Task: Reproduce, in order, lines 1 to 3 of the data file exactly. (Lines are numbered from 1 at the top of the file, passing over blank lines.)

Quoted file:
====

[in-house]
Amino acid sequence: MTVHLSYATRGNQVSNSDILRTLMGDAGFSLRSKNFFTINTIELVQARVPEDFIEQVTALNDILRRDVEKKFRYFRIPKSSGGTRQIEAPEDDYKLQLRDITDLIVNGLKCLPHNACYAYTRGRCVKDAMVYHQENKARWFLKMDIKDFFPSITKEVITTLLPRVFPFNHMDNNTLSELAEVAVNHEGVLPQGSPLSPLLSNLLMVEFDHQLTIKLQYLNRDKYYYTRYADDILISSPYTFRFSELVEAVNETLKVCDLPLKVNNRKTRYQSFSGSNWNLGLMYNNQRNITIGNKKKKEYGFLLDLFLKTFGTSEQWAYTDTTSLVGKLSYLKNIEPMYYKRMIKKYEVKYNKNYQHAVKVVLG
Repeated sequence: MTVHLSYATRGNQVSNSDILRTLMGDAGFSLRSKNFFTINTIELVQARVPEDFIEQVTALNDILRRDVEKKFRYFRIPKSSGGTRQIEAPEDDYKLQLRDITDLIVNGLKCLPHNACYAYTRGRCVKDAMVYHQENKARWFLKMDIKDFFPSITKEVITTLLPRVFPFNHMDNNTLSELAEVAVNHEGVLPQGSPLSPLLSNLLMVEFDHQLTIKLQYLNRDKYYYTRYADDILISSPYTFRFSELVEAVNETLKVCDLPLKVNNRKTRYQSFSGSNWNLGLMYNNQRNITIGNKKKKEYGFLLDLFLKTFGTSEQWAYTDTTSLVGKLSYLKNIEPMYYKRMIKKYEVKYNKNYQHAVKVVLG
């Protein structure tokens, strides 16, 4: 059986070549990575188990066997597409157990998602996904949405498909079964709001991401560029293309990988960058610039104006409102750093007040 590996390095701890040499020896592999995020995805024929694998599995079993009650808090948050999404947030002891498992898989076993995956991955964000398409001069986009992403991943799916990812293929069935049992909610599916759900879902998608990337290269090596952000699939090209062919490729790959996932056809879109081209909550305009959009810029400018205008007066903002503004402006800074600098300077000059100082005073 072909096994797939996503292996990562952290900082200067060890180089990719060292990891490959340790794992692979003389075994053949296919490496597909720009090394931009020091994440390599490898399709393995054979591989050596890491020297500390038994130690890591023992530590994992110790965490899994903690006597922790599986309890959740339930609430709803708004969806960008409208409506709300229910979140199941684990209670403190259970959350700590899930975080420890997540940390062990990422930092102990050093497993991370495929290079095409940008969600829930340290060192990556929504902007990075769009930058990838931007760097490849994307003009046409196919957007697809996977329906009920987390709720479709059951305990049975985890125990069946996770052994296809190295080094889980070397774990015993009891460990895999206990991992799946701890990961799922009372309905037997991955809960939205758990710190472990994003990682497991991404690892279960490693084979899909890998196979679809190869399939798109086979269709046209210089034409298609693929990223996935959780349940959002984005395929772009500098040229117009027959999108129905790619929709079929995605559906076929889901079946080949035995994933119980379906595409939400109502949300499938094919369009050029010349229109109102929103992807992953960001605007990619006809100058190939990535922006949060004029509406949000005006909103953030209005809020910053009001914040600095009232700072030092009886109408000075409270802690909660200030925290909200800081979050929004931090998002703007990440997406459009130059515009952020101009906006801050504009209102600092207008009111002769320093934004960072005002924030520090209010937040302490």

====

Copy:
[in-house]
Amino acid sequence: MTVHLSYATRGNQVSNSDILRTLMGDAGFSLRSKNFFTINTIELVQARVPEDFIEQVTALNDILRRDVEKKFRYFRIPKSSGGTRQIEAPEDDYKLQLRDITDLIVNGLKCLPHNACYAYTRGRCVKDAMVYHQENKARWFLKMDIKDFFPSITKEVITTLLPRVFPFNHMDNNTLSELAEVAVNHEGVLPQGSPLSPLLSNLLMVEFDHQLTIKLQYLNRDKYYYTRYADDILISSPYTFRFSELVEAVNETLKVCDLPLKVNNRKTRYQSFSGSNWNLGLMYNNQRNITIGNKKKKEYGFLLDLFLKTFGTSEQWAYTDTTSLVGKLSYLKNIEPMYYKRMIKKYEVKYNKNYQHAVKVVLG
Repeated sequence: MTVHLSYATRGNQVSNSDILRTLMGDAGFSLRSKNFFTINTIELVQARVPEDFIEQVTALNDILRRDVEKKFRYFRIPKSSGGTRQIEAPEDDYKLQLRDITDLIVNGLKCLPHNACYAYTRGRCVKDAMVYHQENKARWFLKMDIKDFFPSITKEVITTLLPRVFPFNHMDNNTLSELAEVAVNHEGVLPQGSPLSPLLSNLLMVEFDHQLTIKLQYLNRDKYYYTRYADDILISSPYTFRFSELVEAVNETLKVCDLPLKVNNRKTRYQSFSGSNWNLGLMYNNQRNITIGNKKKKEYGFLLDLFLKTFGTSEQWAYTDTTSLVGKLSYLKNIEPMYYKRMIKKYEVKYNKNYQHAVKVVLG